Stacey Abrams' Fair Fight Slams Georgia House for Passing 'Anti-Democratic' Voting Bill

The voting rights organization founded by Stacey Abrams criticized proposed election-related legislation the Georgia House of Representatives passed on Monday, calling it "one of the strictest and most anti-democratic pieces of voter suppression legislation" in the nation.

The HB 531 bill has received extensive pushback in recent days not only from Fair Fight Action, which Abrams founded after she lost Georgia's gubernatorial race in 2018, but from other Democrats and voting rights organizations as it progressed through the state legislature. Republicans pushed the bill through the state's Republican-controlled House on Monday, sending it to the state Senate for consideration.

In a Monday afternoon Twitter thread, Fair Fight Action suggested Georgia Republicans' move to push the bill through was "yet another step" toward shifting voting rights for the state's residents "back to the days of Jim Crow."

HB 531 "is a dangerous attempt to roll back voting rights, leading to longer lines and more restrictive rules for absentee ballots while limiting weekend voting and threatening Georgians' privacy by creating opportunities for identity theft just to request a mail-in ballot," the organization tweeted. In addition to saying the proposed legislation would make voting harder for people of color, the group's Twitter thread also suggested it would necessitate tax hikes in order to afford its outlined requirements.

The bill "does nothing but harm voters and fuel conspiracy theories to undermine our democratic institutions," Fair Fight Action tweeted.

THREAD: Today, Georgia House Republicans took yet another step to send voting rights in Georgia back to the days of Jim Crow and forced through #HB531, moving forward on one of the strictest and most anti-democratic pieces of voter suppression legislation in the country. #gapol

— Fair Fight (@fairfightaction) March 1, 2021

One of the bill's sponsors is state Rep. Barry Fleming of Georgia's 121st District, who was appointed the House Special Committee on Election Integrity's new chairman earlier this year. Fleming told GPB News the bill was "designed to begin to bring back the confidence of our voters back into our election system" following the 2020 election and said it would also seek to reduce confusion about voting by introducing "more uniform voting times" across the state.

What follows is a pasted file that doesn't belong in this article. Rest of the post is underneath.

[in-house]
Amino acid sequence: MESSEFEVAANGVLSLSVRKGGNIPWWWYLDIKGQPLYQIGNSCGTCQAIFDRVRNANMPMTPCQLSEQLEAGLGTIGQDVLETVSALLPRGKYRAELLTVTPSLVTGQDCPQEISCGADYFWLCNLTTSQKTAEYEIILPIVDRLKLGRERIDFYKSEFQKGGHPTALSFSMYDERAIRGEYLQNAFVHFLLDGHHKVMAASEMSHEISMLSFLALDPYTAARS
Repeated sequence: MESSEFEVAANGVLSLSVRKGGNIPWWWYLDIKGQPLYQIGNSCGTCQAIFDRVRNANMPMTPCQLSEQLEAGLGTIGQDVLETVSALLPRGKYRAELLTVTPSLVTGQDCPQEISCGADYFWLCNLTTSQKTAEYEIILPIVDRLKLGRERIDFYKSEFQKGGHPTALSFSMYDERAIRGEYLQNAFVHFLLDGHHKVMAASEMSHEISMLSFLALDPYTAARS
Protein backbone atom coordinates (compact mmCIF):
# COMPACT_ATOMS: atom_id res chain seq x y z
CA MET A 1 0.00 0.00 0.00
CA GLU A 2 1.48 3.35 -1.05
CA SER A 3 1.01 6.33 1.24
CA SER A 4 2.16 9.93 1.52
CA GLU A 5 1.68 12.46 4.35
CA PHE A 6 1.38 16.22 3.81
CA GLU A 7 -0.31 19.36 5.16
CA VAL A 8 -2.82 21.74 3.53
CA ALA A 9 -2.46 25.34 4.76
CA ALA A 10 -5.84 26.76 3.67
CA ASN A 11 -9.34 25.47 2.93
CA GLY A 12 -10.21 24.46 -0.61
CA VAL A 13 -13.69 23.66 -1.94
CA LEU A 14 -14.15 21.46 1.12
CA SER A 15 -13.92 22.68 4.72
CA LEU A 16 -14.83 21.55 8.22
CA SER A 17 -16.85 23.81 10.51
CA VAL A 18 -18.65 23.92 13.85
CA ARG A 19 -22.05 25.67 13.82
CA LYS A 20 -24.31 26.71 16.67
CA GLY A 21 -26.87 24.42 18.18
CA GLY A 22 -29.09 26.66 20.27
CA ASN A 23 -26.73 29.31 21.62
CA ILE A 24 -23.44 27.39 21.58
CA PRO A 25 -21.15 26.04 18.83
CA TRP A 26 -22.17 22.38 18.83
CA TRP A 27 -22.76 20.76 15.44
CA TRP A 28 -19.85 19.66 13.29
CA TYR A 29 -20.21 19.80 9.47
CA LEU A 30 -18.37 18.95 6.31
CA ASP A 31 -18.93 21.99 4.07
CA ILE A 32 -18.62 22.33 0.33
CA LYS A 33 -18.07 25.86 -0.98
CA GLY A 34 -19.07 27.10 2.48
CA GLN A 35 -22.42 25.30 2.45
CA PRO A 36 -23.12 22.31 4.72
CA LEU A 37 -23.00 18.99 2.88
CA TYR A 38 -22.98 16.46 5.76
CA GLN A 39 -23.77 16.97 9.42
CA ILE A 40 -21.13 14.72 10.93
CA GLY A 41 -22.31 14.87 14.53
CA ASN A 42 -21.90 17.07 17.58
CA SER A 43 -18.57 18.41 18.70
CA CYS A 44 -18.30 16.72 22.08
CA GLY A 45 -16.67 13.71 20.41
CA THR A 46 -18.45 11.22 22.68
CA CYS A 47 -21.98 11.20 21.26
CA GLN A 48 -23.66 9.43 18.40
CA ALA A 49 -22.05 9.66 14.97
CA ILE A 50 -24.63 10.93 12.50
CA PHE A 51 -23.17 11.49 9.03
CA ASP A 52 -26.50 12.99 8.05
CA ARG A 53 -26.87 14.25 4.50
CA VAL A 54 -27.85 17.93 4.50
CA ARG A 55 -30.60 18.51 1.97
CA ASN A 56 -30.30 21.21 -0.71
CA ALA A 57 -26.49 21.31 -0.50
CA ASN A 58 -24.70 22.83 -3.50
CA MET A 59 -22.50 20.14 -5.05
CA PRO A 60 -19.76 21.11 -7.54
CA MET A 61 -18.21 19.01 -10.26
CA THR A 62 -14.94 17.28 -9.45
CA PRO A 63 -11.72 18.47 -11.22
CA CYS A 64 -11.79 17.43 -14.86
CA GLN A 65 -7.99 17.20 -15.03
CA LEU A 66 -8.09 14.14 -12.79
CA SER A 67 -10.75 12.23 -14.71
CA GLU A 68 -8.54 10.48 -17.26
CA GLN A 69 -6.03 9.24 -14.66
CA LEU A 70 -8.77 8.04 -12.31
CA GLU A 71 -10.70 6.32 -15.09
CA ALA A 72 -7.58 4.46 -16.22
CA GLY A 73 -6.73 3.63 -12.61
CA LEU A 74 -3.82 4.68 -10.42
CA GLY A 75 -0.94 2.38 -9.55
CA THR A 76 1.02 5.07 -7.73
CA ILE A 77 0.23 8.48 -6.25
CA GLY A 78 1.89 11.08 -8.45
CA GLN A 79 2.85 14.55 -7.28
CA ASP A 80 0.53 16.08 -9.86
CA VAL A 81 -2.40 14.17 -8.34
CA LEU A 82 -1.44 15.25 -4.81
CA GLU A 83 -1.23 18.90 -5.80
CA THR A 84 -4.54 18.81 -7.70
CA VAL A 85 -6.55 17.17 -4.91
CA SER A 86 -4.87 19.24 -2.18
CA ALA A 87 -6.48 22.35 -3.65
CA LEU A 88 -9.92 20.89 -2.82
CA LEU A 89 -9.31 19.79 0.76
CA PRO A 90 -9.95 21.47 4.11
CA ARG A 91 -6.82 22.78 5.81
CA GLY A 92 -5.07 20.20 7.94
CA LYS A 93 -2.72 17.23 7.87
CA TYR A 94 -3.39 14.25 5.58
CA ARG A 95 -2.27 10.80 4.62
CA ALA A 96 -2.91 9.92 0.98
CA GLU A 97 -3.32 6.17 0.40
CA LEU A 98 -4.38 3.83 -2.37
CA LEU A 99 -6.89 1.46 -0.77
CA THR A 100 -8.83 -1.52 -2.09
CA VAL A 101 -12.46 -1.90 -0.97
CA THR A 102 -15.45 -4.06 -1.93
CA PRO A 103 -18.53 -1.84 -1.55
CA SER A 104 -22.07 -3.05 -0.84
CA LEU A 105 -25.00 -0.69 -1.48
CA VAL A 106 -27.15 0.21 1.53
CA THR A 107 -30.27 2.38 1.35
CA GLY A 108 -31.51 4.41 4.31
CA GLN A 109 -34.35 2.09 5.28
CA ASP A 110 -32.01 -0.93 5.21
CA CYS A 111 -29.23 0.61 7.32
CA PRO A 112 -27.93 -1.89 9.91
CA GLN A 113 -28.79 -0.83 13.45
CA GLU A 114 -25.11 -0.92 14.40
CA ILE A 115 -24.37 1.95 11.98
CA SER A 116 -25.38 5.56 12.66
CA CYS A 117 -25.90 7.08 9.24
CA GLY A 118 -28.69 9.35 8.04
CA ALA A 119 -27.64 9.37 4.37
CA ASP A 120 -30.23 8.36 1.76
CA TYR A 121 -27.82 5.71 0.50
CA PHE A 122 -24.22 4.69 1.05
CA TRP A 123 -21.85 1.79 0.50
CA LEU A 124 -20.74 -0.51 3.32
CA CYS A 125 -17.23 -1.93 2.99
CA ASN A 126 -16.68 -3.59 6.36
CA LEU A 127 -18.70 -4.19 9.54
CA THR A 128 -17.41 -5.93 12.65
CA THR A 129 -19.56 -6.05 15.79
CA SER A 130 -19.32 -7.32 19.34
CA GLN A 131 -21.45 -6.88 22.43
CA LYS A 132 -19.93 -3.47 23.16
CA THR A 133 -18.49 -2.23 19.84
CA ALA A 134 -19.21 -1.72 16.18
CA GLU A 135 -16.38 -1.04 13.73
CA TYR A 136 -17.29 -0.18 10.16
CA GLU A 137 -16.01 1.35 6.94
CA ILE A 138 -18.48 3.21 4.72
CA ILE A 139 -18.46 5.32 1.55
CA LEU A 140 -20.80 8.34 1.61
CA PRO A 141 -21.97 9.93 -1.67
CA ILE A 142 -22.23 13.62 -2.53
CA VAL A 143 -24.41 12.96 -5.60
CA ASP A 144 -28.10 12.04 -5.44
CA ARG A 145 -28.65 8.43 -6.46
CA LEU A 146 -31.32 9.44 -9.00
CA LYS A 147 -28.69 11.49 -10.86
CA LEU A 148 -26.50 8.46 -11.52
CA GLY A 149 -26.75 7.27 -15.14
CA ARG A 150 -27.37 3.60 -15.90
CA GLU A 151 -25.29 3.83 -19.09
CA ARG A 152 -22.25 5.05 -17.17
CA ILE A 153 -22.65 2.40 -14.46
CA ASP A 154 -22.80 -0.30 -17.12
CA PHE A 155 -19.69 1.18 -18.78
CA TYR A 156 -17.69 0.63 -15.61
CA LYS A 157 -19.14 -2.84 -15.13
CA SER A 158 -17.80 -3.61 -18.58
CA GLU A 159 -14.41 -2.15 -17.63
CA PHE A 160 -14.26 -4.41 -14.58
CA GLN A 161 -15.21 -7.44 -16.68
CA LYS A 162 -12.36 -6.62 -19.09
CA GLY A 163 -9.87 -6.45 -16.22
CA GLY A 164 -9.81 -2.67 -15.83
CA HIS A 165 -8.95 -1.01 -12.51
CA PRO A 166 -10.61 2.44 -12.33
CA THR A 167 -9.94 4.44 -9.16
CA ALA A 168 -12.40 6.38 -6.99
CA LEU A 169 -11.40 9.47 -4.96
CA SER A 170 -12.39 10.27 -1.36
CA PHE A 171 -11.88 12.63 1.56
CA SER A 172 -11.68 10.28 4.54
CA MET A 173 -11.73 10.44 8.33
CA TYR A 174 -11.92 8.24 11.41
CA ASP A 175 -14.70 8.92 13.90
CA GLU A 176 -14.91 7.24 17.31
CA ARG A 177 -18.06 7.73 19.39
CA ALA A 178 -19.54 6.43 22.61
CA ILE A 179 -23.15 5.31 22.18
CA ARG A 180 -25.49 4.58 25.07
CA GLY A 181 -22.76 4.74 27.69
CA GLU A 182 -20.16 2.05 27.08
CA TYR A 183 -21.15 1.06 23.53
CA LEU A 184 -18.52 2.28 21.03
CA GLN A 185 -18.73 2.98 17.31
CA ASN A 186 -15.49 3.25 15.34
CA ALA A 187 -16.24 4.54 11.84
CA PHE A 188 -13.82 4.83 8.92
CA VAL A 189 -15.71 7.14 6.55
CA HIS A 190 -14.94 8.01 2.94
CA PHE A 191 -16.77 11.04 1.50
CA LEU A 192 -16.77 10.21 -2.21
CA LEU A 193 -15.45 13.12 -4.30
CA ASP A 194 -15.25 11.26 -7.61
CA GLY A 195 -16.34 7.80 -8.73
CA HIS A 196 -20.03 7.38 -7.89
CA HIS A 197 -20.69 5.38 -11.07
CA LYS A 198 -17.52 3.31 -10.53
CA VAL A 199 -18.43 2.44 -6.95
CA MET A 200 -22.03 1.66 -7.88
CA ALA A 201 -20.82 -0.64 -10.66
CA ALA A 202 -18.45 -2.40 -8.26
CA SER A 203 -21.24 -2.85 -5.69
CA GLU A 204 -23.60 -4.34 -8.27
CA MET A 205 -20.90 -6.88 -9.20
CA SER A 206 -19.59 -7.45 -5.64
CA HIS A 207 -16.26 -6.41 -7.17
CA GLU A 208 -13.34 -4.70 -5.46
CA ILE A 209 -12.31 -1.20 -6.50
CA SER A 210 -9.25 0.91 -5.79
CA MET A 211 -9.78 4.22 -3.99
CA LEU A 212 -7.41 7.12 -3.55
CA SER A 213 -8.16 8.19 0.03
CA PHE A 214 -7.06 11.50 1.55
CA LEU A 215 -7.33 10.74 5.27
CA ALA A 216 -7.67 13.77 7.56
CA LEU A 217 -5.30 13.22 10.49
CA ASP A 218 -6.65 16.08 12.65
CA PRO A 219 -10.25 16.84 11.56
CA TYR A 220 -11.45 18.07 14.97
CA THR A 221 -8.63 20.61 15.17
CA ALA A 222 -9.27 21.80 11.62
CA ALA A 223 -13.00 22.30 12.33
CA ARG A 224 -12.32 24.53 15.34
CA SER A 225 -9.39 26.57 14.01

Georgia election legislation
Voting rights organizations are speaking out against HB 531, a proposed bill that critics worry would limit access to early voting in Georgia. In the photo above, voters head to the polls at the Neighborhood Church polling station in Candler Park, Atlanta, Georgia, during the Georgia Senate runoff elections on January 5, 2021. VIRGINIE KIPPELEN/AFP via Getty Images

Georgia became a focal point of the 2020 election cycle as polls showed then-Democratic presidential candidate Joe Biden in a tight race with then-President Donald Trump. Biden ultimately won Georgia, flipping the state from red to blue for the first time in a presidential race since 1992. Allegations of voter fraud led some to question the outcome of the election in Georgia and other battleground states, though the allegations were widely debunked and Biden's win was ultimately certified in Congress.

Among the criticisms aimed at HB 531 is that it would limit early voting and place additional restrictions on absentee ballots, both of which ACLU of Georgia's political director, Christopher Bruce, spoke out against during a rally held on the steps of the Georgia State Capitol ahead of Monday's House vote.

"Every eligible Georgian who wants to cast a ballot, to make their voice heard should be able to do so with ease. But HB 531 does not reflect that goal," Bruce said in his prepared remarks for Monday's rally. "At every turn, the bill erects new hurdles to access and guts much of Georgia's existing voting infrastructure."

Georgia Democrats also spoke out against the legislation on Monday, saying it would "threaten millions of Georgia voters' access to the ballot box."

The bill's passage in the Georgia House marked a "dark, dark day" for the state, according to U.S. Rep. Nikema Williams of Georgia, who serves as the chair of the Democratic Party of Georgia.

"Republicans voted as a caucus to enact the most blatantly racist attacks on voting rights in the South since Jim Crow, after losing in an election system they planned, built, and oversaw," Williams said in a statement. "Let history show that instead of fighting for our democracy, these cowards betrayed Georgia voters, threw out truth and facts, and attempted to undo Georgia's legacy as a home for civil rights and accessible elections."

Newsweek reached out to Fleming's office for comment but did not receive a response in time for publication.